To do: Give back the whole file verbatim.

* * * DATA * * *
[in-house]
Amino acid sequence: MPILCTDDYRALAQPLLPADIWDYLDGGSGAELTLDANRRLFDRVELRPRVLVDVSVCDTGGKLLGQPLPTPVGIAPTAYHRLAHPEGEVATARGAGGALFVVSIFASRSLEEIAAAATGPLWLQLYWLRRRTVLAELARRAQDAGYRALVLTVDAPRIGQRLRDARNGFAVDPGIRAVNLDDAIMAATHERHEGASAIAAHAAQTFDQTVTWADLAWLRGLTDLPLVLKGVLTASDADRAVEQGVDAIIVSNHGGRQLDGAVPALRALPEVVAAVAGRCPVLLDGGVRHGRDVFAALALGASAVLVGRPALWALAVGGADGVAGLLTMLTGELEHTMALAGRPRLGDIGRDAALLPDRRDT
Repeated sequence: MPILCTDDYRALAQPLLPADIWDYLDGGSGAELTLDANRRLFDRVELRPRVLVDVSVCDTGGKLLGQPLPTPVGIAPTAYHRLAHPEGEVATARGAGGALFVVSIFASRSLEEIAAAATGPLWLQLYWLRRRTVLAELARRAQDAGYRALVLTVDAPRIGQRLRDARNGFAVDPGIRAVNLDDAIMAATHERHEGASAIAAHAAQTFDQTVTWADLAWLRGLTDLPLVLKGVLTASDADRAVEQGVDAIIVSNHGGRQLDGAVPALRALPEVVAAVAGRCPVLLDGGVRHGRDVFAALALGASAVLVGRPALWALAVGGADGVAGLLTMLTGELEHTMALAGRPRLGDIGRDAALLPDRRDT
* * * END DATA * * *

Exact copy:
[in-house]
Amino acid sequence: MPILCTDDYRALAQPLLPADIWDYLDGGSGAELTLDANRRLFDRVELRPRVLVDVSVCDTGGKLLGQPLPTPVGIAPTAYHRLAHPEGEVATARGAGGALFVVSIFASRSLEEIAAAATGPLWLQLYWLRRRTVLAELARRAQDAGYRALVLTVDAPRIGQRLRDARNGFAVDPGIRAVNLDDAIMAATHERHEGASAIAAHAAQTFDQTVTWADLAWLRGLTDLPLVLKGVLTASDADRAVEQGVDAIIVSNHGGRQLDGAVPALRALPEVVAAVAGRCPVLLDGGVRHGRDVFAALALGASAVLVGRPALWALAVGGADGVAGLLTMLTGELEHTMALAGRPRLGDIGRDAALLPDRRDT
Repeated sequence: MPILCTDDYRALAQPLLPADIWDYLDGGSGAELTLDANRRLFDRVELRPRVLVDVSVCDTGGKLLGQPLPTPVGIAPTAYHRLAHPEGEVATARGAGGALFVVSIFASRSLEEIAAAATGPLWLQLYWLRRRTVLAELARRAQDAGYRALVLTVDAPRIGQRLRDARNGFAVDPGIRAVNLDDAIMAATHERHEGASAIAAHAAQTFDQTVTWADLAWLRGLTDLPLVLKGVLTASDADRAVEQGVDAIIVSNHGGRQLDGAVPALRALPEVVAAVAGRCPVLLDGGVRHGRDVFAALALGASAVLVGRPALWALAVGGADGVAGLLTMLTGELEHTMALAGRPRLGDIGRDAALLPDRRDT